That all ended in some unpleasantness, though, when Laney's pattern-recognition skills led him to correctly conclude that one of Slitscan's stalkees was about to top herself, and he made a botched and ultimately futile attempt at a real-life intervention.

So he's looking for another job. Luckily he's landed himself an interview for one over in Tokyo, recently rebuilt after a massive earthquake (as described in Virtual Light), where he meets the enigmatic Mr. Yamazaki and giant Australian bodyguard Keith Blackwell. It turns out they want him to do his data-sniffing thing on rock star Rez (of the band Lo/Rez), who has recently expressed a desire to get married to a lady called Rei Toei - nothing so unusual there except that she's a digital construct (a "synthespian") and not a real person. So basically Laney is supposed to find out if Rez has flipped his lid, or is being manipulated somehow, or if some other weirdness is going on, all by sifting through the spoor of his online existence.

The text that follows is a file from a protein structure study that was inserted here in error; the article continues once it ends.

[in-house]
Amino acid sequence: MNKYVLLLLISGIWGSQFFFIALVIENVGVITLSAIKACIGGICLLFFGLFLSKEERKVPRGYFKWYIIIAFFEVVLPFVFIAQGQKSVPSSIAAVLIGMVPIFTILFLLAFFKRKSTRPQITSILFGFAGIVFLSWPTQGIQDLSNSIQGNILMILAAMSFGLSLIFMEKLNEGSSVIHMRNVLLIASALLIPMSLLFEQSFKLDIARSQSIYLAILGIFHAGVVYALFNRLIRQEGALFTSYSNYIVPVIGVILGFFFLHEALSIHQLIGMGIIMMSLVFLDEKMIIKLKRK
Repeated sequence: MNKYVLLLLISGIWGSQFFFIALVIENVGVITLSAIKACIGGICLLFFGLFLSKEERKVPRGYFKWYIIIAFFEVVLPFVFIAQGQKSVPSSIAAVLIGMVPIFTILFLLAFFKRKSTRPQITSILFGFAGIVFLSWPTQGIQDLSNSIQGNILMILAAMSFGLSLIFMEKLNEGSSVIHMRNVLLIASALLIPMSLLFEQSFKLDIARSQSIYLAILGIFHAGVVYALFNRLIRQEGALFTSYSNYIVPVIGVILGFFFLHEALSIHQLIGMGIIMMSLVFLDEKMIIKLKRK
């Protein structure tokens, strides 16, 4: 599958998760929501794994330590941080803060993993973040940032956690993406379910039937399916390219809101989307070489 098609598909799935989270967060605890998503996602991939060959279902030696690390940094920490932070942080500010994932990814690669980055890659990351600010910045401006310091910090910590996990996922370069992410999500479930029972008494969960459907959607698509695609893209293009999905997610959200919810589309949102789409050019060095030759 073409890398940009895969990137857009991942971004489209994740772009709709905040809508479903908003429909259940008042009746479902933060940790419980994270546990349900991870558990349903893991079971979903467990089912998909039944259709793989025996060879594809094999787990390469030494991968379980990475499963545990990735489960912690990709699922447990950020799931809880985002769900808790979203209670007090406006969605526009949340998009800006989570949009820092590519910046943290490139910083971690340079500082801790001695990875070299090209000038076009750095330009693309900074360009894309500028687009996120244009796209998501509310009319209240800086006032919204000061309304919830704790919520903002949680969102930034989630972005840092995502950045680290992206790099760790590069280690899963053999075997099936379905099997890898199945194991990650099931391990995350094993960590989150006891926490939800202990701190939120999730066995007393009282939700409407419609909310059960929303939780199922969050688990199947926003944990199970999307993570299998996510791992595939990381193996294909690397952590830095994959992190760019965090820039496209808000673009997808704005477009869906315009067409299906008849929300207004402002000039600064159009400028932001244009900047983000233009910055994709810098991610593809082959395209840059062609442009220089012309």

At the same time 14-year-old Chia Pet McKenzie has been dispatched to Tokyo by her chapter of the international Lo/Rez fan club to try to find out what's going on. She gets talking to a woman called Maryalice on the plane and ends up inadvertently smuggling some contraband through customs for her. Her subsequent attempts to focus on what's going on with Lo/Rez are hampered by various heavy types' interest in the contraband - principally Maryalice's boyfriend Eddie and various scary Russian types who work for a shady outfit called the Kombinat.

In parallel with all this real-life stuff there is an accompanying narrative conducted solely in cyberspace - Laney's attempts to make sense of Rez's data, Chia's attempts to keep in touch with the international network of Lo/Rez fans, and increasingly influential interventions from the idoru, who it becomes clear is the human-friendly face of a massive and growing artificial intelligence. Influential in real life as well, as when it looks like Chia is in serious trouble with those who want to retrieve her smuggled package - which turns out to be some sort of nanotechnology starter kit - things are arranged so that honour is satisfied with the Kombinat, Chia is able to go home unmolested, and Rez and the idoru are free to take their relationship to the next level with some help from the nanotechnology gizmo.